— Disparities continue to exist in measures such as premature death (premature death measures the loss of life before age 75 in a population).

– The premature death rate for Blacks is almost 1.5 times than the rate for Whites.

— Disparities also are growing between the Hispanic and non-Hispanic populations.

– According to the National Healthcare Disparities Report, Hispanics receive poorer quality care than non-Hispanics and data indicates that this trend is getting worse, not better.

– In terms of preventive care, the Hispanic population has the lowest percentage of people accessing regular dental care and colon cancer screenings – two key indicators of a population’s ability to stay healthy.

“Eliminating disparities in health requires a greater emphasis and focus on the root causes of poor access to care; differential access to quality medical care; and the social determinates that lead to unhealthy living conditions,” said Georges C. Benjamin, M.D., FACP, FACEP (E), executive director of APHA. “Eliminating these disparities is a mechanism to improve the overall health status of the nation and advance our health rankings as compared to the rest of the world.”

Call to Action

“This report should be a call to action for all of us who care deeply about the health of the nation,” said Tuckson. “It is our hope that this report will serve as a catalyst for positive change and will energize people to make significant improvements in health behaviors.”

The report also includes key commentaries and observations by leading national health experts, including Karen Davis, Ph.D., Commonwealth Fund, Carol A. Lee, M.A., J.D., California Medical Association Foundation, Jane L. Delgado, Ph.D., National Alliance for Hispanic Health and Helen Darling, National Business Group on Health.

About America’s Health Rankings(TM)

America’s Health Rankings(TM) is a comprehensive annual report that offers an in-depth, state-by-state analysis of overall health. The report, which is produced by United Health Foundation in partnership with the American Public Health Association and Partnership for Prevention, is a yearly assessment of the relative healthiness of the nation based upon analysis of comprehensive determining factors such as personal behaviors, the environment in which people live and work, the decisions made by public and elected officials and the quality of medical care delivered by health professionals.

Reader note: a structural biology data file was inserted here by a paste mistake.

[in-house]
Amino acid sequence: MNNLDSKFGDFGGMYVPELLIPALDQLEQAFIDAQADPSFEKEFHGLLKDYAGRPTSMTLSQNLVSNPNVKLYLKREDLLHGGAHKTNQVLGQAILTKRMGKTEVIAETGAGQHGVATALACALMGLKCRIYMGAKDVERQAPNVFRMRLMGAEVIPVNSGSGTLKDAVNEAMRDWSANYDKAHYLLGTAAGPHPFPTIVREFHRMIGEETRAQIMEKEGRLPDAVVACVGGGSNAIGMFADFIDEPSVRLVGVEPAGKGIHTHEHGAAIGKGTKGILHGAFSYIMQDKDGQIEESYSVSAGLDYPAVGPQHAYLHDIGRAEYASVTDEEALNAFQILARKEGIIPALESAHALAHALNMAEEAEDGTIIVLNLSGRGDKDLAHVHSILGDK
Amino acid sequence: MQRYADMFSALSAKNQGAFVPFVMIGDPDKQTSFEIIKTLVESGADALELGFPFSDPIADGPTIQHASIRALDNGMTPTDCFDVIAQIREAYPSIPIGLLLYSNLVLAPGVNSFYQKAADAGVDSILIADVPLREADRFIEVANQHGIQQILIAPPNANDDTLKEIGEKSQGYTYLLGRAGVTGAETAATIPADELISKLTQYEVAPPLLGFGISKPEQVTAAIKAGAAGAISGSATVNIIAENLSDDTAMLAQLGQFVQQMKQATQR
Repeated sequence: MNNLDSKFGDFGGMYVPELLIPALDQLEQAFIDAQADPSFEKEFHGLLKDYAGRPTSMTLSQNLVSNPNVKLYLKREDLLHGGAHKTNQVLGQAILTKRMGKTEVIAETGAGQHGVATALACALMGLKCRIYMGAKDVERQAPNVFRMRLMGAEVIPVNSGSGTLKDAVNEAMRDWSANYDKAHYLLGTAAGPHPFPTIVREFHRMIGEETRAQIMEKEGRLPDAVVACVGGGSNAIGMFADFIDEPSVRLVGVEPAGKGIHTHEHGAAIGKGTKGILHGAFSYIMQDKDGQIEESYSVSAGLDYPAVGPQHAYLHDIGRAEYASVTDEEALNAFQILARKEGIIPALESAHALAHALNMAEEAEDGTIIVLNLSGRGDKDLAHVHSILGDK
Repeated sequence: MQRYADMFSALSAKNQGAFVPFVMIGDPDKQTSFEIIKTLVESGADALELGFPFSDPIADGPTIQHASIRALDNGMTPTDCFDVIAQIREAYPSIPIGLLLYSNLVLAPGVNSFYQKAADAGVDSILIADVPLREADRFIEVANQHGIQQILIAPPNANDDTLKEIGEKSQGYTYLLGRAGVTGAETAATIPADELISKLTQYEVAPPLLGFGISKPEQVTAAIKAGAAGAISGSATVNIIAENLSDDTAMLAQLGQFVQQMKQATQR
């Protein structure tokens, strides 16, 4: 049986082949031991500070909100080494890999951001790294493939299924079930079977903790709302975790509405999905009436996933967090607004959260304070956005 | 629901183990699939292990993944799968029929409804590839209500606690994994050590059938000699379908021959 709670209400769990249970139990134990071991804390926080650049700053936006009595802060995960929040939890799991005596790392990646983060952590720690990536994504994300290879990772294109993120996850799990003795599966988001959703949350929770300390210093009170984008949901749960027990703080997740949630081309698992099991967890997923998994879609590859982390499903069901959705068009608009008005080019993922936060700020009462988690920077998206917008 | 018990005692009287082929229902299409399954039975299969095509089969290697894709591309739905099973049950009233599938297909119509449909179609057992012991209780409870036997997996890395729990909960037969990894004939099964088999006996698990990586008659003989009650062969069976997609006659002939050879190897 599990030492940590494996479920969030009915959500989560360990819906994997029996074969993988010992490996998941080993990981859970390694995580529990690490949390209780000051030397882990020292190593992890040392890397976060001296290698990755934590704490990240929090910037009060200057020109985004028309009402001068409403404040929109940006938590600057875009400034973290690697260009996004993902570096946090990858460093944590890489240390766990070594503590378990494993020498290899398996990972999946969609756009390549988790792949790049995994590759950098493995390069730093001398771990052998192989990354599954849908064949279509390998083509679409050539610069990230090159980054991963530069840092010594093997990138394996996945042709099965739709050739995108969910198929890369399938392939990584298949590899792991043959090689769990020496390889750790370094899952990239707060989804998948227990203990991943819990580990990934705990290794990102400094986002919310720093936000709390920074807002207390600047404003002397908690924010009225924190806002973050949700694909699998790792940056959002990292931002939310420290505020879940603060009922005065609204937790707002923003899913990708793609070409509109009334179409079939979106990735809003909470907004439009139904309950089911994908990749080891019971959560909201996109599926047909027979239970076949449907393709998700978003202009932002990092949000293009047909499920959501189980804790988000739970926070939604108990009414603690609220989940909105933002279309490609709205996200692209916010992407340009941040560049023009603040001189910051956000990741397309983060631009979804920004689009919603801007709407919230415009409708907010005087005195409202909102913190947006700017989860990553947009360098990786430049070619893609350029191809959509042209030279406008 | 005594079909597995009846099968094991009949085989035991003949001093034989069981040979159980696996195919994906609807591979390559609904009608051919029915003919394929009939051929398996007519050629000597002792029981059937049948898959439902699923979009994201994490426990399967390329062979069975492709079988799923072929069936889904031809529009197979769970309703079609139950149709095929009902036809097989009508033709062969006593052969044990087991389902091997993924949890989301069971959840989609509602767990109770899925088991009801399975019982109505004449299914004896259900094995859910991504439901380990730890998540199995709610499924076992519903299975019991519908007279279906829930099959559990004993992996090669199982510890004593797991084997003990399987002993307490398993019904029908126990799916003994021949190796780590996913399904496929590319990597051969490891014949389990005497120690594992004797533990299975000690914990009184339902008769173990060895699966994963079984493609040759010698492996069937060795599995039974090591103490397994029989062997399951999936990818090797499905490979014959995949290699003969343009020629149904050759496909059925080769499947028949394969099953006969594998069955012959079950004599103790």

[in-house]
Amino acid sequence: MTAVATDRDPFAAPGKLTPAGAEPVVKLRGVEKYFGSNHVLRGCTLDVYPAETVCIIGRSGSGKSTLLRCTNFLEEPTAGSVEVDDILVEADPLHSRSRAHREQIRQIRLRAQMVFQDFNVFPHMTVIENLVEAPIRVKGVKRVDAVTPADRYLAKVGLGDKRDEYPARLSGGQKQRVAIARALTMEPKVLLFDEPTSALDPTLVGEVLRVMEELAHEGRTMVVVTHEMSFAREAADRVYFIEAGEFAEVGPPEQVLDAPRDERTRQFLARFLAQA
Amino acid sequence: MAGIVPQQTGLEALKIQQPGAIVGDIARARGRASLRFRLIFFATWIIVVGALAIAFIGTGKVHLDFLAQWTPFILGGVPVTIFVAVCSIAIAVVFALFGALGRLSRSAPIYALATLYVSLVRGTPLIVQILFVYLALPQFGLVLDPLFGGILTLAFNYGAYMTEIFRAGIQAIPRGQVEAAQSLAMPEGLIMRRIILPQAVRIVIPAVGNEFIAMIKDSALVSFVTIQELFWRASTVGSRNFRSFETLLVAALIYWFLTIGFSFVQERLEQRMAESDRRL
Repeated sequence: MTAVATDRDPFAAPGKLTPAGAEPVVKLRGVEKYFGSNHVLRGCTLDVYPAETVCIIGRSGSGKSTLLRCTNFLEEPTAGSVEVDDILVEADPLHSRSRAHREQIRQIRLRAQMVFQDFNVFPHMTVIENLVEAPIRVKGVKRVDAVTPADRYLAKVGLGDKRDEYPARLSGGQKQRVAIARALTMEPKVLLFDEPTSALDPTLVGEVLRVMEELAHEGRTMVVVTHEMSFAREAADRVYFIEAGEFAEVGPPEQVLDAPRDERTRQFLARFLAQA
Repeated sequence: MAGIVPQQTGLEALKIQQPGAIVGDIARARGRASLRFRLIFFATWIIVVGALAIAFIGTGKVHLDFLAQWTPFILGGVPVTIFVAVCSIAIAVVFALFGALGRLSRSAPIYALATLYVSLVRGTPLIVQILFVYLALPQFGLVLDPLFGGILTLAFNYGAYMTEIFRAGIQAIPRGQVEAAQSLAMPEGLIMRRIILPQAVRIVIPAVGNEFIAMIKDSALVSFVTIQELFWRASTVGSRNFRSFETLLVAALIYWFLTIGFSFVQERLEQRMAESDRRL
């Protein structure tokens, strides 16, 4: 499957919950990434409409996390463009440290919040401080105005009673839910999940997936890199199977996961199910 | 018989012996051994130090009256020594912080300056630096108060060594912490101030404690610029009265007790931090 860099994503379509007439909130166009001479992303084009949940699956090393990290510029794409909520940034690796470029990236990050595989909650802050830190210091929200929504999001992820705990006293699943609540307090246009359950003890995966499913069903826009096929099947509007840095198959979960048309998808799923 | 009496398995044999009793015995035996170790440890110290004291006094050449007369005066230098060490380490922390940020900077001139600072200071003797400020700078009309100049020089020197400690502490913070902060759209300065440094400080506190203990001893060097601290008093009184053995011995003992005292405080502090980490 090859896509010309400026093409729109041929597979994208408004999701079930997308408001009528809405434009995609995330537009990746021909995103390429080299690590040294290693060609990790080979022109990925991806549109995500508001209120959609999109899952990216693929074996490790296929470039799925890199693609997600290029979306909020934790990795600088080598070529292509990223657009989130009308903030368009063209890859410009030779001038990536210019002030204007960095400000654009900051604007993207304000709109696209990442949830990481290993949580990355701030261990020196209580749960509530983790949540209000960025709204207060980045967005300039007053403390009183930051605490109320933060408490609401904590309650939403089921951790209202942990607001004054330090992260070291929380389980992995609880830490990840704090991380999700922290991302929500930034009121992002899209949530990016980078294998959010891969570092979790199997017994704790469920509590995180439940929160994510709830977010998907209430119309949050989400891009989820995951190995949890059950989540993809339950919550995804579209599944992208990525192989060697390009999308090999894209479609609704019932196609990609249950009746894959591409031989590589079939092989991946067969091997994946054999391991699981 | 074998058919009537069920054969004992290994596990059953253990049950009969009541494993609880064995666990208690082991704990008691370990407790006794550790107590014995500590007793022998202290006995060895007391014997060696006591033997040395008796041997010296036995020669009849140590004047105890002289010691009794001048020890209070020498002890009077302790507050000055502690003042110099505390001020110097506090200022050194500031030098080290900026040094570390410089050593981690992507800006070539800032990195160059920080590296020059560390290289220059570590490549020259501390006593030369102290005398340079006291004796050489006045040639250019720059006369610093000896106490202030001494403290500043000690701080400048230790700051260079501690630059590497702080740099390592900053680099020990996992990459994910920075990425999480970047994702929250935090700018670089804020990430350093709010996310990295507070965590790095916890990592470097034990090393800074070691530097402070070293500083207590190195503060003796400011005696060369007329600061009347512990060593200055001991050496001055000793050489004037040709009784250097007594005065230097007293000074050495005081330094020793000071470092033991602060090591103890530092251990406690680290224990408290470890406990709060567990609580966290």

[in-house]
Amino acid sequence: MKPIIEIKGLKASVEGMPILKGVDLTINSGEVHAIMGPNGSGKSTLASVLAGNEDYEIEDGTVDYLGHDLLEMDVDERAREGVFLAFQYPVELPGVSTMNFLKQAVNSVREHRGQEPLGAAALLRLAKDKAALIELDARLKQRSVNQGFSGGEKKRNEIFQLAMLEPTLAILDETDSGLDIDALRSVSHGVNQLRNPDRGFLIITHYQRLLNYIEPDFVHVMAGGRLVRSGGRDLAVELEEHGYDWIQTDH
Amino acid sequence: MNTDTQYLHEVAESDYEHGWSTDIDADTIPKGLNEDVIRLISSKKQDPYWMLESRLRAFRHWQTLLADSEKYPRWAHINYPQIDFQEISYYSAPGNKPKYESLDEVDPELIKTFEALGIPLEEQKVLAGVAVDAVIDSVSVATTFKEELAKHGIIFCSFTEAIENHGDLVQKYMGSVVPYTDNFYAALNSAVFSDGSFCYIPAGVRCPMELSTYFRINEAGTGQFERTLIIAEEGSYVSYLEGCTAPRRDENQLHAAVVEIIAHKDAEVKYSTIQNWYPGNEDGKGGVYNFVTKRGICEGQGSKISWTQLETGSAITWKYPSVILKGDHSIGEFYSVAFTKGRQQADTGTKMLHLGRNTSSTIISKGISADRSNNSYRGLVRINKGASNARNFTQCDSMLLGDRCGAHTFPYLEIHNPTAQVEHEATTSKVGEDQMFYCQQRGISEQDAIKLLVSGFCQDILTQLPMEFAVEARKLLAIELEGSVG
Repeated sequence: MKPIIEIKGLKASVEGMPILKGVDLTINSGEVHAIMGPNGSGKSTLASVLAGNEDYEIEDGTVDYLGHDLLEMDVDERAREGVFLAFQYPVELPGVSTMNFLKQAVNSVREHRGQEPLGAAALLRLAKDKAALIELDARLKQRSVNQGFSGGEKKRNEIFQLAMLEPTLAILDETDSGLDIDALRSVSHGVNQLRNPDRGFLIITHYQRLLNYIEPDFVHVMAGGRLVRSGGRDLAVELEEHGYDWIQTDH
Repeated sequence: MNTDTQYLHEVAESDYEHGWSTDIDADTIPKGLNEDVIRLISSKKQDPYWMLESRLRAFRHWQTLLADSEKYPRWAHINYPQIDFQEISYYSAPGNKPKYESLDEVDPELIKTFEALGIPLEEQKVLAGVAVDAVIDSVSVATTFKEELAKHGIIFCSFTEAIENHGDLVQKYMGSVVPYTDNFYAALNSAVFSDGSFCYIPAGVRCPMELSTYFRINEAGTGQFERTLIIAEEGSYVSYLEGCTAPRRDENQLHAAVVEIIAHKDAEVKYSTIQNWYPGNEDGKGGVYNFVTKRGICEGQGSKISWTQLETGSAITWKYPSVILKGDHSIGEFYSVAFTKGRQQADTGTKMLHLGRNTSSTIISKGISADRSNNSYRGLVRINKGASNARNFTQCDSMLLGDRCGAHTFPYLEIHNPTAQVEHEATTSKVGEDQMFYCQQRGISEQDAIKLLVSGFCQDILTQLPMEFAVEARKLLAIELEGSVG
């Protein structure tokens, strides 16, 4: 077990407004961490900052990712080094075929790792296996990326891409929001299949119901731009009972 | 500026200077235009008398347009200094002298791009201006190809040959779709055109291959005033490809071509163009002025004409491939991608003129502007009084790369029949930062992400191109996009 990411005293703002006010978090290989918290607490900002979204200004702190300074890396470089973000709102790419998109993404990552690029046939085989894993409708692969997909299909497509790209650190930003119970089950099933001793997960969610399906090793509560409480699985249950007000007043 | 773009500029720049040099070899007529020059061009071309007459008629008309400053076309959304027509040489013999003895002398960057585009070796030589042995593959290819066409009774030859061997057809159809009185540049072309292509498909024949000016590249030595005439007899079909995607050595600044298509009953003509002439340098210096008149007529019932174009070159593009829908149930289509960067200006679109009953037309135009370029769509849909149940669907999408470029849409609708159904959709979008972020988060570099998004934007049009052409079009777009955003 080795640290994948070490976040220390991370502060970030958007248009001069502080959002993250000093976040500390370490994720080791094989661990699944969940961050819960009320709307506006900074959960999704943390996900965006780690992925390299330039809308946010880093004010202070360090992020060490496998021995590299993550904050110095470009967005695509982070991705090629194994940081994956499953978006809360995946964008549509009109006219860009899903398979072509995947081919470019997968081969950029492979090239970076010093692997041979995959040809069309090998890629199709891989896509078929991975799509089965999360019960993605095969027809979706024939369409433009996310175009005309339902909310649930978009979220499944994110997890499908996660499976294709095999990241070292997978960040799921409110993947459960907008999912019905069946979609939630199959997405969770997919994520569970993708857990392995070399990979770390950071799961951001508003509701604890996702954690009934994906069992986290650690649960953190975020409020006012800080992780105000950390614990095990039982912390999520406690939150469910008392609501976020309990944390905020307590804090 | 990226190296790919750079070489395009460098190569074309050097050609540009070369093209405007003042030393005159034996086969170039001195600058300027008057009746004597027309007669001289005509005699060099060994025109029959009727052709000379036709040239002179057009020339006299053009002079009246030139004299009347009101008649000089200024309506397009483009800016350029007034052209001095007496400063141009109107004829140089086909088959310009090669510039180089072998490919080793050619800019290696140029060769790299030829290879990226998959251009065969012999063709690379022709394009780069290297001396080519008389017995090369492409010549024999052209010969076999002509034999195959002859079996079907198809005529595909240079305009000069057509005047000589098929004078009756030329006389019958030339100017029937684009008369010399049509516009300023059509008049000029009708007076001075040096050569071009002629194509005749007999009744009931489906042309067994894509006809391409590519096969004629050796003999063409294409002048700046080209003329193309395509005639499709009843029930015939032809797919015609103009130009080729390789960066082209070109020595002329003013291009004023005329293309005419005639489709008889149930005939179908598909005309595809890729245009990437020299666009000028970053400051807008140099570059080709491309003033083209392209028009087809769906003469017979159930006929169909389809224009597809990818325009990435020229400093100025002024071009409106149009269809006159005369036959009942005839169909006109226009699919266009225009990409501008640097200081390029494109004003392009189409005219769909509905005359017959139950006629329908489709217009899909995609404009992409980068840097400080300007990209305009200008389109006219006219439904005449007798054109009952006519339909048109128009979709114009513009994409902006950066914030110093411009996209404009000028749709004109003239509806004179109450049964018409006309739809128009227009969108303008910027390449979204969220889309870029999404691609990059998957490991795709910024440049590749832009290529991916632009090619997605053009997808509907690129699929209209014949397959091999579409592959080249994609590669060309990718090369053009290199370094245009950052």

The greater purpose of America’s Health Rankings(TM) is to stimulate action by individuals, communities, public health professionals, health industry employees and policymakers to improve the health of the population of the U.S. The report is premised on the foundation that people will translate reliable information into effective action.

To view the entire report, please visit http://www.americashealthrankings.org or http://www.unitedhealthfoundation.org.

About United Health Foundation

United Health Foundation is dedicated to providing information to support health and medical decisions that lead to better health outcomes and healthier communities. The foundation is an independent, not-for-profit foundation funded solely by UnitedHealth Group. For more information about United Health Foundation, please visit http://www.unitedhealthfoundation.org.

About the American Public Health Association

Founded in 1872, the American Public Health Association is the oldest, largest and most diverse organization of public health professionals in the world. The association aims to protect all Americans and their communities from preventable, serious health threats and strives to assure community-based health promotion and disease prevention activities and preventative health services are universally accessible in the United States. More information is available at http://www.apha.org.

About Partnership for Prevention

Partnership for Prevention is a membership organization of businesses, nonprofit organizations and government agencies advancing policies and practices to prevent disease and improve the health of all Americans. The organization seeks to increase investment in preventing disease, promoting health and making prevention a national priority among both the public and private sectors. For additional information, visit http://www.prevent.org.

2007 America’s Health Rankings(TM) Show a Decline in the Overall Health of the Nation